HED: Wheeler won’t run but Democrats say someone will
By Marty Russell
Another potential candidate has decided not to challenge first-term U.S. Rep. Roger Wicker in this year’s elections. But a state Democratic Party official said the party will field a candidate in the race.
Bill Wheeler, who won the Democratic nomination in the 1994 race but was defeated by Wicker, announced Wednesday that he would not be a candidate in this year’s race.
“I’m not going to run this year,” said Wheeler, who lost to Wicker by a margin of 63 percent to 37 percent. “I’m actually still tired from running (the 1994) race. It took a tremendous toll so I wouldn’t look forward to campaigning again and raising money again this soon.”
Earlier, another Democratic candidate in the 1994 race, Tupelo attorney Jamie Barnett, announced he also would not run again this year.
Wicker, a Tupelo attorney and state senator who went on to be elected president of the freshman class his first year in the House, replaced long-time 1st District U.S. Rep. Jamie Whitten when Whitten retired after 51 years in office.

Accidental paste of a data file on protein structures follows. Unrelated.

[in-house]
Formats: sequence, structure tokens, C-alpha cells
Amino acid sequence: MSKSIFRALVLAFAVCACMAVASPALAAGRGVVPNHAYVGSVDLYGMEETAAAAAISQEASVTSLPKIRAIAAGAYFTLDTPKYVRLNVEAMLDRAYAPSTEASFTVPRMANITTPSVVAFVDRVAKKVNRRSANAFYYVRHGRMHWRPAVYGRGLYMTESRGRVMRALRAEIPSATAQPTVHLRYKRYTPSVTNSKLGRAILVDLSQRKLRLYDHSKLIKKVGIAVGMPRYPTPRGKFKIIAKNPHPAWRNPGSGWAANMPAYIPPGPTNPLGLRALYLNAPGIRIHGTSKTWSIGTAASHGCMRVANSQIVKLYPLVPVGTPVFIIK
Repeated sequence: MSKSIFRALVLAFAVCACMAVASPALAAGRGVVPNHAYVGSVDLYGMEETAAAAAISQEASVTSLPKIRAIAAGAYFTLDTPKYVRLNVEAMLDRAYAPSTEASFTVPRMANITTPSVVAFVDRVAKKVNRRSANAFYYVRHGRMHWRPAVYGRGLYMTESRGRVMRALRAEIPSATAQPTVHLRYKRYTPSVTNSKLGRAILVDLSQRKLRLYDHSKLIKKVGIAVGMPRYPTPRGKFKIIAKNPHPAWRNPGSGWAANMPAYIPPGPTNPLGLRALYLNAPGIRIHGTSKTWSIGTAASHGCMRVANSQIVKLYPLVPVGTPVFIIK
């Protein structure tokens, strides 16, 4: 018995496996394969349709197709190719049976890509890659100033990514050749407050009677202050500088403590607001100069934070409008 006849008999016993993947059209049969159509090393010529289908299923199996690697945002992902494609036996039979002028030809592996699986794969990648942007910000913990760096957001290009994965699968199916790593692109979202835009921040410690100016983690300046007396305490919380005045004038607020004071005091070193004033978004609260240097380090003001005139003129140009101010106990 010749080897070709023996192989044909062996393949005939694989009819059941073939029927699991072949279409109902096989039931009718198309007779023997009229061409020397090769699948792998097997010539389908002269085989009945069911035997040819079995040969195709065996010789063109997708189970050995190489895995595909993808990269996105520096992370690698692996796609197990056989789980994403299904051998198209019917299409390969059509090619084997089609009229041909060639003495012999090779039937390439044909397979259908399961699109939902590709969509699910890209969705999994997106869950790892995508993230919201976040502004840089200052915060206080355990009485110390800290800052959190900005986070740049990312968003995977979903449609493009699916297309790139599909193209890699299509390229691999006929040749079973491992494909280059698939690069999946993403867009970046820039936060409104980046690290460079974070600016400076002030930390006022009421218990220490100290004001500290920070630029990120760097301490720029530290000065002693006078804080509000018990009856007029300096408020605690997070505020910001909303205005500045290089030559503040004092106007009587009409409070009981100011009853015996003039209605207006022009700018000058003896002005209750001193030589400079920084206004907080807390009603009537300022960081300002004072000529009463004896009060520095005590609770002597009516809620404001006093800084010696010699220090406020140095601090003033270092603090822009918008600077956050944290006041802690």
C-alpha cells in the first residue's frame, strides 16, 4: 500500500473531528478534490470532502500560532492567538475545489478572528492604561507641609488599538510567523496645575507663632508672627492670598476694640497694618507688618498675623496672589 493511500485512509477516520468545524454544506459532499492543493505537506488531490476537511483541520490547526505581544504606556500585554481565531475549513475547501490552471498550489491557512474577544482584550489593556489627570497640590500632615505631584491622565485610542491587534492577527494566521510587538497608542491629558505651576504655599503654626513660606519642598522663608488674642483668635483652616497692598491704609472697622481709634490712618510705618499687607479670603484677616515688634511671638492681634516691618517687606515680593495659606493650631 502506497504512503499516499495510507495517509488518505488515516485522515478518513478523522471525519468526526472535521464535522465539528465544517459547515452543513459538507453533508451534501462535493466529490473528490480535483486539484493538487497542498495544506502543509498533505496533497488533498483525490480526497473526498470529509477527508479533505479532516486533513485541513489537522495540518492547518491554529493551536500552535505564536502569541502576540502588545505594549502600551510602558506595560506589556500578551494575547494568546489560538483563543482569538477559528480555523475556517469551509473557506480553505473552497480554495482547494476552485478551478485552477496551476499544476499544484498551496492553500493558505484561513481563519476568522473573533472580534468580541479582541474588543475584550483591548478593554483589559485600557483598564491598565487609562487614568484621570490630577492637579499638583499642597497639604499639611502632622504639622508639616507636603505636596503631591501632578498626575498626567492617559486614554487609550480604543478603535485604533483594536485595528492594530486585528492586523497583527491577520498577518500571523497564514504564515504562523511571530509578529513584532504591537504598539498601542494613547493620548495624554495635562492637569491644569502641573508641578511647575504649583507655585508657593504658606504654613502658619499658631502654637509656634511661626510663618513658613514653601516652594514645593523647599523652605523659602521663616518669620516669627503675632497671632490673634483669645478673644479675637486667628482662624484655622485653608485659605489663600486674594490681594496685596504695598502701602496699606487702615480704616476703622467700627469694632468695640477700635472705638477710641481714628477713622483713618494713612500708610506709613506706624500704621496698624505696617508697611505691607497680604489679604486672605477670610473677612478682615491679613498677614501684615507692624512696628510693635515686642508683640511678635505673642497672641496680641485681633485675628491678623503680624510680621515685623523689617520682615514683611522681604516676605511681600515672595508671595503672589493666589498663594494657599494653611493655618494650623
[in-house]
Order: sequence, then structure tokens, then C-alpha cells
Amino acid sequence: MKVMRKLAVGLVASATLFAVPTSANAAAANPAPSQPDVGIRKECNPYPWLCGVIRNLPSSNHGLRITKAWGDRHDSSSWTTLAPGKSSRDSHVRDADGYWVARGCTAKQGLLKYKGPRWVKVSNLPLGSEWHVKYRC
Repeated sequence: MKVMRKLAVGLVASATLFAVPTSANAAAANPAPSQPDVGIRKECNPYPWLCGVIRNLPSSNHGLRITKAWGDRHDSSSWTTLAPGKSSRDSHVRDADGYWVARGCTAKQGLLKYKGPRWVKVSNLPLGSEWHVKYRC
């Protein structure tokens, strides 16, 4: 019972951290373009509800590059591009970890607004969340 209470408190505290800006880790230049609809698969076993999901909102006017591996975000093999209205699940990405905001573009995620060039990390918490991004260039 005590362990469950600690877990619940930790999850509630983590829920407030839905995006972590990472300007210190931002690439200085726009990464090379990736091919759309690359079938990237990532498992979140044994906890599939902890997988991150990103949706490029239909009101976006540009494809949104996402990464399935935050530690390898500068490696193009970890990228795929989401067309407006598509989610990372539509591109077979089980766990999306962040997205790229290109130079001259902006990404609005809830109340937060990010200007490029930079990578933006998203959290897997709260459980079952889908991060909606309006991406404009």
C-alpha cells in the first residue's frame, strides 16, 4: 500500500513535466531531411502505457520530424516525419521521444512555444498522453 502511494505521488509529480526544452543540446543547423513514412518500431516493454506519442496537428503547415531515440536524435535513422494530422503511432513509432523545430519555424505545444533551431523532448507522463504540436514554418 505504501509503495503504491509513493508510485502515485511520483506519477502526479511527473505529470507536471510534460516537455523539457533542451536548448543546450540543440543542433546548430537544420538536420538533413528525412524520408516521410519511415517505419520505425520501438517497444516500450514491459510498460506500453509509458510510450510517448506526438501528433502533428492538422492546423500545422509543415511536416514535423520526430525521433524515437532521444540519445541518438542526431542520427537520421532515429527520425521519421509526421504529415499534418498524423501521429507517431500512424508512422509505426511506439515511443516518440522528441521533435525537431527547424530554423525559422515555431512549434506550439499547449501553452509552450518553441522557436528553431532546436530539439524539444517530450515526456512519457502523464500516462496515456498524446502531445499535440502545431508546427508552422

Wheeler’s and Barnett’s decisions not to run this year does not mean Wicker will get a second term unchallenged, according to state Democratic Party Executive Director Alice Skelton.
“We will make sure Roger Wicker has an opponent,” Skelton said Wednesday although she declined to say who the candidate would be.
“Look for something late Thursday or early Friday,” she said of an announcement.
The qualifying deadline is Friday.
A rumored candidate is state Sen. Travis Little of Corinth, although Little said recently he would not run. Little also was recently named chairman of both the Senate Highway Committee and Senate Management Committee in the Legislature.
Wheeler, who now serves as Southeast regional director of the Farm Services Agency of the U.S. Department of Agriculture, said he did not know who was planning to challenge Wicker on the Democratic ticket this year but said someone should.
“I certainly hope someone runs,” the former state representative said. “I hope there’s a challenge and I hope it’s successful. … Both sides should be debated. People should be very disturbed at the direction these radicals are taking the country by cutting funding for education, the Appalachian Regional Commission, Medicaid and Medicare, and the earned income tax credit while giving a tax cut that over half of will go to those making over $125,000.”
The first primary is March 12.